– Owner earns a return equal to the change in the net asset
       value on the fund’s underlying assets.

 Closed-end country funds (CECF)

   CECFs invest in a single country’s stocks.

   A convenient way to gain access to foreign markets.

   CECFs often trade at a premium to NAV when there are
    limits on foreign ownership.


    – “Portfolio maximization” in the presence of investment
      restrictions: investors attempt to maximize the
      mean-variance efficiency of their portfolios given

    – “Investor    sentiment”:     emphasizes      cross-border
      heterogeneity in investor expectations.

    – If domestic traders are more bullish on foreign stocks
      than their foreign counterparts, they can bid up the price
      of CECF shares relative to net asset values.

    – Premium/discount reflects the differential between
      domestic and foreign sentiment regarding underlying
      value of the CECF.

   Restricted CECFs are more highly correlated with domestic
    stocks than they are with their own NAVs. As a result,
    CECFs may be a poor vehicle for international


 Hedge funds are private investment partnerships with a
  general manager and a small number (fewer than 100) of
  limited partners.

 Hedge funds are unregulated as long as each partner passes
  SEC accreditation.

  Each partner must have a net worth of at least $1 million or
  income of more than $200,000.

  Entry fees of partnership are as high as $1 million with a
  minimum investment of several years.

 The attraction of hedge funds lies in their historically high
  returns and their potential for a lower correlation of returns
  with traditional stock and bond investments.


 Equity-linked Eurobonds: Eurobonds offered with equity
  options attached.

  Example: Yen Eurobonds with warrants – purchased by
  Japanese investors who have few other vehicles for owning
  equity options with Japan.

 Foreign market index futures, options, and swaps


 Despite the potential benefits of international portfolio
  diversification, most investors concentrate their portfolio in
  domestic securities. (See Exhibit 13.6)

 Explanations

   Domestic stock portfolios may serve as a hedge against
    domestic inflation risk.

   The costs of international portfolio diversification.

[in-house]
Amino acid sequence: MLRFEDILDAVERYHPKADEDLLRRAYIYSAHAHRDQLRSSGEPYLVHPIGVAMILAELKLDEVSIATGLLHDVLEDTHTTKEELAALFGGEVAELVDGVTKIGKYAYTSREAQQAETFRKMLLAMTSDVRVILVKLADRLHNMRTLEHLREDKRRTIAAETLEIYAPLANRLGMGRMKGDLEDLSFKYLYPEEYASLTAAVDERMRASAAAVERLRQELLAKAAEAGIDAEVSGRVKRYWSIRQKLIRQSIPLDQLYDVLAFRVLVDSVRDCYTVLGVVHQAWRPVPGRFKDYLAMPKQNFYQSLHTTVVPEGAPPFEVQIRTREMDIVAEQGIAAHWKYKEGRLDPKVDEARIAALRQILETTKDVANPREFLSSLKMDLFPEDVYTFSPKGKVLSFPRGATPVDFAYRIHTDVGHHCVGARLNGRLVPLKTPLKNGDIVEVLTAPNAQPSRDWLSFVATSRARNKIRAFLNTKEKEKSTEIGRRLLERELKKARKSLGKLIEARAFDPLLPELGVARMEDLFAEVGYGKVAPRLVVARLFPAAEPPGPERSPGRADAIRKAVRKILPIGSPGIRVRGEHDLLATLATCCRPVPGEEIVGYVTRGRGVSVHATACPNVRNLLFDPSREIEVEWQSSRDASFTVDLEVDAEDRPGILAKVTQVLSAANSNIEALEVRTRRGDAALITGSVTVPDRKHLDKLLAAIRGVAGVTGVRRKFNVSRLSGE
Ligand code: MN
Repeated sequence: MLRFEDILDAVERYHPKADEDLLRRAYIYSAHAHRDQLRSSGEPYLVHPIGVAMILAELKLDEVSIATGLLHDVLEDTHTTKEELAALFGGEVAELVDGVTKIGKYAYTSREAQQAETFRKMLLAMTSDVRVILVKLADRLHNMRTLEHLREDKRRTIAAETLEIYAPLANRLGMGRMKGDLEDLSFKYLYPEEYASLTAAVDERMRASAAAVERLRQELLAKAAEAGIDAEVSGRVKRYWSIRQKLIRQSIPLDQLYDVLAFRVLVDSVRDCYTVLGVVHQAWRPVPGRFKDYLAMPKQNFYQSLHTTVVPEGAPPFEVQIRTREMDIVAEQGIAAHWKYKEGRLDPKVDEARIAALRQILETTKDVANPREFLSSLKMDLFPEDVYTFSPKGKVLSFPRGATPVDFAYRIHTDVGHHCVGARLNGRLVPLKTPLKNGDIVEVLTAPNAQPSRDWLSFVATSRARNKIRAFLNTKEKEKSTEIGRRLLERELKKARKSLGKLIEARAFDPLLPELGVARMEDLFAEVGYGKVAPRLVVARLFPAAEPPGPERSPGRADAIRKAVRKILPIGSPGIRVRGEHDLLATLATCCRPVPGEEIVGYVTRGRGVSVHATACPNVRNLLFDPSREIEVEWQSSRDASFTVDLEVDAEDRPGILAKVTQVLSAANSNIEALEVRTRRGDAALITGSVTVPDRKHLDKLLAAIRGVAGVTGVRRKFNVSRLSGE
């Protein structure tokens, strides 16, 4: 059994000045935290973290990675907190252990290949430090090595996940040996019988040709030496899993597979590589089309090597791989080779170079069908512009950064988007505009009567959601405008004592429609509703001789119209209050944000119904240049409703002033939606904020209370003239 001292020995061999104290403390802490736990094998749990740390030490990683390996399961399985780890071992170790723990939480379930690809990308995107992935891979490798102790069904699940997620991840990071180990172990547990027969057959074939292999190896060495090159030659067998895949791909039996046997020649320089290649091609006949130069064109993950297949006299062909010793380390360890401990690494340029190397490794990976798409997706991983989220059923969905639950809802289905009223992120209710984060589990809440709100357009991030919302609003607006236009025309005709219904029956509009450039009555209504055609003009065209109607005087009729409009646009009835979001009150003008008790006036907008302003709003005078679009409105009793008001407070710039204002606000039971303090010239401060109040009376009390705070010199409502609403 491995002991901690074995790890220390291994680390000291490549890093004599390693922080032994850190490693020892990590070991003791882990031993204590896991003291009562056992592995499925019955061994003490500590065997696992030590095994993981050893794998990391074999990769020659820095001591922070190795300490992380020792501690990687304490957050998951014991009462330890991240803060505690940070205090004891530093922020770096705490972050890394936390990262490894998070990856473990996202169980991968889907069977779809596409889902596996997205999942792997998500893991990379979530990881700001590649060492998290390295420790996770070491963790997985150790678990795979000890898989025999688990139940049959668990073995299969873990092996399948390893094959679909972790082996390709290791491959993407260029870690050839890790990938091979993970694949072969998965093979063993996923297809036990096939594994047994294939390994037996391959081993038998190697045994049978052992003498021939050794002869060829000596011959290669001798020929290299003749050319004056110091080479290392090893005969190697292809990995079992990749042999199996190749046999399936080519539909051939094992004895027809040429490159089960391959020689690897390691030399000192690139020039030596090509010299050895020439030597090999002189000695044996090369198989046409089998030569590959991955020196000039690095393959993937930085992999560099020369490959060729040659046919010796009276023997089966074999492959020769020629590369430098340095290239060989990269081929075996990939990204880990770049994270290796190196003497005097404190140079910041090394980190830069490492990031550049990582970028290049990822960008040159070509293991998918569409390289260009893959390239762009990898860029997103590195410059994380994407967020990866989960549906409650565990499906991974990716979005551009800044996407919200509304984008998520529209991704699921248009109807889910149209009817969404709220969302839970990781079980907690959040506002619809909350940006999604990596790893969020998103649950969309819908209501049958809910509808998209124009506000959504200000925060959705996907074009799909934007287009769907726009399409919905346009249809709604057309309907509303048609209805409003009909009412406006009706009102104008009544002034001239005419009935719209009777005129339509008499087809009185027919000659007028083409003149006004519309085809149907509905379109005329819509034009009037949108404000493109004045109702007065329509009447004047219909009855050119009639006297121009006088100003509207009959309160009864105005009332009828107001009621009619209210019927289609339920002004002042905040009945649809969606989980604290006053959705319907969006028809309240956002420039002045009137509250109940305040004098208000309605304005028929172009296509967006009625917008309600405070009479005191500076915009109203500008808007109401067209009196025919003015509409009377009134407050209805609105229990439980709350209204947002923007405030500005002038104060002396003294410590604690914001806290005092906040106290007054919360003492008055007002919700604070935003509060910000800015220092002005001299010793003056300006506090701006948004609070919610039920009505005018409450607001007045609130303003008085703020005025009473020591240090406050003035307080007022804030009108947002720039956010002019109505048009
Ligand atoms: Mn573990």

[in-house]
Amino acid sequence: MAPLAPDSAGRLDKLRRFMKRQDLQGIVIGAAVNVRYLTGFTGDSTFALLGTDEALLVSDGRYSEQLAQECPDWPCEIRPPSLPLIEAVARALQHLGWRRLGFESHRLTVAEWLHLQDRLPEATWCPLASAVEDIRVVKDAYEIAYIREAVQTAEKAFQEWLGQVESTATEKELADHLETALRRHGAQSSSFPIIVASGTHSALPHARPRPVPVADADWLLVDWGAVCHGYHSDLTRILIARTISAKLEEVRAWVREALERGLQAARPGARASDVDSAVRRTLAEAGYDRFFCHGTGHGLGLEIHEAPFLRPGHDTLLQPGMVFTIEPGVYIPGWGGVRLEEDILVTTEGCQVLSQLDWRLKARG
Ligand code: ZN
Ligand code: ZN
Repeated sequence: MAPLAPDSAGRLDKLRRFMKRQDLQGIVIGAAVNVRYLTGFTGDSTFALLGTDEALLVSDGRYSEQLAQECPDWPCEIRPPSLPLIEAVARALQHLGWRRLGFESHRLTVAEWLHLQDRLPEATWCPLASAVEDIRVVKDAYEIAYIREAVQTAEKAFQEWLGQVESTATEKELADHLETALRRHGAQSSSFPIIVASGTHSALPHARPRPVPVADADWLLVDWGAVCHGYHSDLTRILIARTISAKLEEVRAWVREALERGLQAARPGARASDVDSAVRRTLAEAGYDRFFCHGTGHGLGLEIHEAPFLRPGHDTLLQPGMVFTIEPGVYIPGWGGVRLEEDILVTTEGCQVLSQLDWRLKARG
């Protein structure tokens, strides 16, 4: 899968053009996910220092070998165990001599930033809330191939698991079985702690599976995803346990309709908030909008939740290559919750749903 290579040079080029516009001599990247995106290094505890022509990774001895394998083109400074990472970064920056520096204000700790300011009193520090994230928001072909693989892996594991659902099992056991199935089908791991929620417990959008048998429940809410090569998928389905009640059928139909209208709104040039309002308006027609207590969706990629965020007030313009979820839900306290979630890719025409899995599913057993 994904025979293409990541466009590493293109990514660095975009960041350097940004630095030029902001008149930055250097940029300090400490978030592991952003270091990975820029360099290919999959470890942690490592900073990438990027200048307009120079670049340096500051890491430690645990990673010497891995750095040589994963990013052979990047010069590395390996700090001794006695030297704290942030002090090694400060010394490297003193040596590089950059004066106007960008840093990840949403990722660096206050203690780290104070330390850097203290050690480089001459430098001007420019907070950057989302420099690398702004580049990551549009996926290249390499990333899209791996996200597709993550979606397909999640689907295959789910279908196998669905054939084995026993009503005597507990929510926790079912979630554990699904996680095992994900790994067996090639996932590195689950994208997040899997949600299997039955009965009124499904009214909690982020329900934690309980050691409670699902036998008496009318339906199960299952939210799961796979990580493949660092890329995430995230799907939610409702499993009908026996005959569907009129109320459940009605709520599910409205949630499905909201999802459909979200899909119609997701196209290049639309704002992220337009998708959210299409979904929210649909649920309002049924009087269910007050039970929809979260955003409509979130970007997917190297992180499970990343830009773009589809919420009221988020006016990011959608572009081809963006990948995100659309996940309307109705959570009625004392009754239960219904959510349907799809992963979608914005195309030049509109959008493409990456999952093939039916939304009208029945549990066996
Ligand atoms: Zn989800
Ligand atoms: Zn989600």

 Market imperfections
    – cross-border capital flow constraints
    – transaction costs
    – differential taxes
    – possible investor irrationality
    – unequal access to market prices
    – unequal access to information

                                          Exhibit 13.1
                                  Portfolio Diversification

Mean annual return


                       = -1
                                   = +0.325
                                                       = +1


        0%                  10%                 20%               30%       40%

                                Standard deviation of annual return

                                          Exhibit 13.2
                                International Diversification

             Expected return

                                   W        M


                                       Standard deviation of return

                               Exhibit 13.3
           Domestic versus International Diversification

  Portfolio risk relative to
  the risk of a single asset

                               U.S. diversification only
                                           International diversification


                    5          10           15        20         25
                        Number of stocks in portfolio

                               Exhibit 13.4
              Variance of Returns on Foreign Stocks

                           f                $/f
            Var(R )            +    Var(s ) + terms =                 Var(Rf)
Canada      0.826              +     0.052 + 0.122 =                  1.000
France      0.825              +     0.216 + -0.041 =                 1.000
Germany     0.807              +     0.308 + -0.114 =                 1.000
Japan       0.676              +     0.264 + 0.061 =                  1.000
Switzerland 0.824              +     0.419 + -0.243 =                 1.000
U.K.        0.810              +     0.185 + 0.005 =                  1.000
Average     0.795              +     0.241 + -0.035 =                 1.000

                                       Exhibit 13.5
                      Variance of Returns on Foreign Bonds

                                  f               $/f
                 Var(R )               +   Var(s ) + terms =              Var(Rf)
     Canada      0.601                 +    0.184 + 0.215 =               1.000
     France      0.242                 +    0.823 + -0.065 =              1.000
     Germany     0.124                 +    0.818 + 0.058 =               1.000
     Japan       0.172                 +    0.701 + 0.126 =               1.000
     Switzerland 0.090                 +    0.936 + -0.026 =              1.000
     U.K.        0.287                 +    0.599 + 0.114 =               1.000
     Average     0.253                 +    0.677 + 0.070 =               1.000

                                       Exhibit 13.6
                                      Home Asset Bias

                      Market capitalization                Percentage of equity
                         as a percentage                    portfolio held in
                             of total                       domestic equities
France                       2.6%                             64.4%
Germany                      3.2%                             75.4%
Italy                        1.9%                             91.0%
Japan                        43.7%                            86.7%
Spain                        1.1%                             94.2%
Sweden                       0.8%                             100.0%
U.K.                         10.3%                            78.5%
U.S.                         36.4%                            98.0%

Source: Ian Cooper and Evi Kaplanis, “Home Bias in Equity Portfolios, Inflation Hedging, and
International Capital Market Equilibrium,” Review of Financial Studies 7, No. 1, Spring 1994.